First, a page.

Death Valley, Day 0: On my way!
After reading all the stories about the Badwater ultra-marathon, supposedly the toughest footrace on earth, I knew that I wanted to go and see what all this Death Valley fuss is about. I also knew that I wanted to do it in winter or early spring as I wasn't quite ready to deal with the scorching summer heat; btw. one of the things that makes the Badwater race so tough is that it is in July when the temperatures reach 50 °C (120 °F). As I had no plans for this weekend it seemed like a good idea to do it now.
Since I mentioned the temperatures it's worth noting that Death Valley holds the "most" distinction in many categories. To begin with it's officially the hottest place on earth -- in July 1913 a temperature of 57 °C (134 °F) was recorded there. The temperatures in the range of the aforementioned 50 °C (120 °F) are quite common in the summer. Secondly, it's the driest place in North America with the average rainfall of just 5cm (2 inches), a fraction of what most deserts get. Finally, it contains the lowest point in North America -- Badwater, the start of the race, is located at 86 meters (282 feet) below sea level. Interestingly, just 136 kilometers (85 miles) from there is Mount Whitney, which, at its 4,421 meters (14,505 feet), is the highest point in the contiguous United States (yup, you guessed, Badwater ultra-marathon goes from Badwater to Mount Whitney). Quite a place, huh?
So during the week I started my research. I wanted to figure out two things prior to going: where to sleep and where to run. Both turned out anything but straightforward. Sleeping is very scarce in that area. There are very few places in the park itself and they tend to be expensive. I wasn't up for camping -- I am spoiled in that sense and like a shower and a nice bad after day's worth of running :). That left two options. The first was to sleep in Ridgecrest, west of the park, which would mean shorter drive there, but it was almost 3 hour away from Furnace Creek, the central place of the park. Another option was Beatty, just over the Nevada border -- 1 hour long drive from there seemed much more manageable but Google estimated my drive from home to take 8.5 hours (and that's not including breaks); as I was thinking of leaving Friday after work, that didn't seem optimal.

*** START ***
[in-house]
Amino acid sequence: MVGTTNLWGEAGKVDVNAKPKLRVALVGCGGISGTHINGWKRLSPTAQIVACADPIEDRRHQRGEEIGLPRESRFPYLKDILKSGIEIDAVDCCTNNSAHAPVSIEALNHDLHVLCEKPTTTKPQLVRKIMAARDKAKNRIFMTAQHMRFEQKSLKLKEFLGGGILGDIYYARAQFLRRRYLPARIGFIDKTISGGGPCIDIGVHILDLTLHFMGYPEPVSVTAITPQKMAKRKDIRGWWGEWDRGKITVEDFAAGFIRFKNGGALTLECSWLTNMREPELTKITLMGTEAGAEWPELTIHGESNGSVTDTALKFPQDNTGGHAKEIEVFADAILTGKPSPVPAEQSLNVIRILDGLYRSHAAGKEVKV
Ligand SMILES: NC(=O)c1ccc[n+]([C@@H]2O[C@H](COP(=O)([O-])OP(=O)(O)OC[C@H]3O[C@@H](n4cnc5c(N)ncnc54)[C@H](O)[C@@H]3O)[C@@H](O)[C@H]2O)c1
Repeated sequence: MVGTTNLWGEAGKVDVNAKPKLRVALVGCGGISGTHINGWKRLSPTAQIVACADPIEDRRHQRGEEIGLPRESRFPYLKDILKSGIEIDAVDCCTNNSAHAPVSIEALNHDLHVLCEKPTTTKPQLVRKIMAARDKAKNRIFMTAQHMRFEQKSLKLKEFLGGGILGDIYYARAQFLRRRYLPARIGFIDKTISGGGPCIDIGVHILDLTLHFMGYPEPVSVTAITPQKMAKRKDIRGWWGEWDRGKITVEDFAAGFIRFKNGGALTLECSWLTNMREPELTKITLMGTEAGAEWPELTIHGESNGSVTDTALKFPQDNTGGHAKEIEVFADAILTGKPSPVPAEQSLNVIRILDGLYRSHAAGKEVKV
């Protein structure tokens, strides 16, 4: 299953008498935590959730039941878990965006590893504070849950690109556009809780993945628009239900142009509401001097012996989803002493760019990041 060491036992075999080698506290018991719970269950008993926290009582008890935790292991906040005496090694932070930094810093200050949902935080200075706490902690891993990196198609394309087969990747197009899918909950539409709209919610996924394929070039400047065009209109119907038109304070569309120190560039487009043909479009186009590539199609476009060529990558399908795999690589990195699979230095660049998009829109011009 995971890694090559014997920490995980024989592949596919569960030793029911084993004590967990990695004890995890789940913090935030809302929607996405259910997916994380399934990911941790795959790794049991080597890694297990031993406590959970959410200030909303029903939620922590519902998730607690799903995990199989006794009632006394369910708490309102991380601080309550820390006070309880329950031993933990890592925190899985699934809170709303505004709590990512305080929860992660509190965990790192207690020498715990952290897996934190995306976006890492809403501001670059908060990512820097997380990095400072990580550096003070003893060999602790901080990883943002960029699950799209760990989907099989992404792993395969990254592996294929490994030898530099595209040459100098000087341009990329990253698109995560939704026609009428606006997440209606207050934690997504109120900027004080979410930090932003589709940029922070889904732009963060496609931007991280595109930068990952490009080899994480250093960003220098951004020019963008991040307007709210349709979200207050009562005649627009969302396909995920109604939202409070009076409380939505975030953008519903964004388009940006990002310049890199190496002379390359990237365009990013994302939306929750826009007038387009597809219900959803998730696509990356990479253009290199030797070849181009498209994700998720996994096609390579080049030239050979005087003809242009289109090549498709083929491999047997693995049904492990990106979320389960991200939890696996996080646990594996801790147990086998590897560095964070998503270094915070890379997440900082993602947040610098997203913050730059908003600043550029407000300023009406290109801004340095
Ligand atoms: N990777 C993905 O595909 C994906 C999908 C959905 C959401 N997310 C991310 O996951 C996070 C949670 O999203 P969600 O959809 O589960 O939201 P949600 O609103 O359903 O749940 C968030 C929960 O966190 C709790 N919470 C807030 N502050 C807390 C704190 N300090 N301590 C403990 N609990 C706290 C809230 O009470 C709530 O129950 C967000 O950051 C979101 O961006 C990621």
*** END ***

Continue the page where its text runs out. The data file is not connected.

Similarly planning the runs wasn't going too great either. My initial idea was to run on parts of the Badwater ultra, but I quickly realized that this is not such a great idea. As far as I could see the race was taking part on roads and if I knew one thing it was that I didn't want to drive over 8 hours to do some road running -- even if it was to be in the hottest, driest and lowest place on earth ;). Now, information about trails in Death Valley seemed limited. Or, to be more precise, it seemed there are no trails, except for a few short hikes. The park website was recommending trailless hiking, but I wasn't sure whether was up for that.
I was still undecided so on Thursday evening I dumped all my sport clothes into my car, "just in case". On Friday during the day I did a bit more research but very little progress. So I decided not to go. Experience taught me that it's better to do some planning to get the most of such trips and if I was going that far I indeed wanted to get the best out of it.
Funnily enough, very shortly after I made this decision I looked into my calendar and realized that Monday was a day off! (President's Day). A long weekend does not happen very often here, so I knew that it's now or never. I quickly booked a hotel -- Beatty it was, long drive or no long drive -- and jumped into my car.
By the time I set off it was 4:30pm and it was supposed to be an 8.5h drive so my ETA was around 1am (although naively I was hoping I could make it faster). In any case I called the hotel making sure that I'll be able to get in.
The beginning of the drive was horrid. It was the time when people were getting out of work for the long weekend and to make it worse there was an accident on 101, so I was moving at a snail's pace. Gladly, after Gilroy and getting off of 101 things got somewhat better. I passed next to the Pacheco State Park where I stopped and did some running last year, on my way to Yosemite.
Soon afterwards I hit the Interstate 5. It was my first time on an Interstate. It had two lanes but one of them was permanently taken by all the trucks. Still, with the 70mph limit, that moreover no one seemed to take too seriously, I was moving at a decent speed.
The longer I was driving the more desolate the roads were becoming. The last 2 hours or so I spent crossing the park and I'm not sure whether I saw a single car in all that time. It was completely dark by that time, so I'd have to postpone appreciating the views until the next morning.
Finally, at 2am, I reached the hotel. I checked in and went to bed; tomorrow will be a busy day and I needed to get all the rest I could.
Next day in the next post. I cannot promise less boring narrative but I do promise many more cool photos :).
Stay tuned! Read about it here.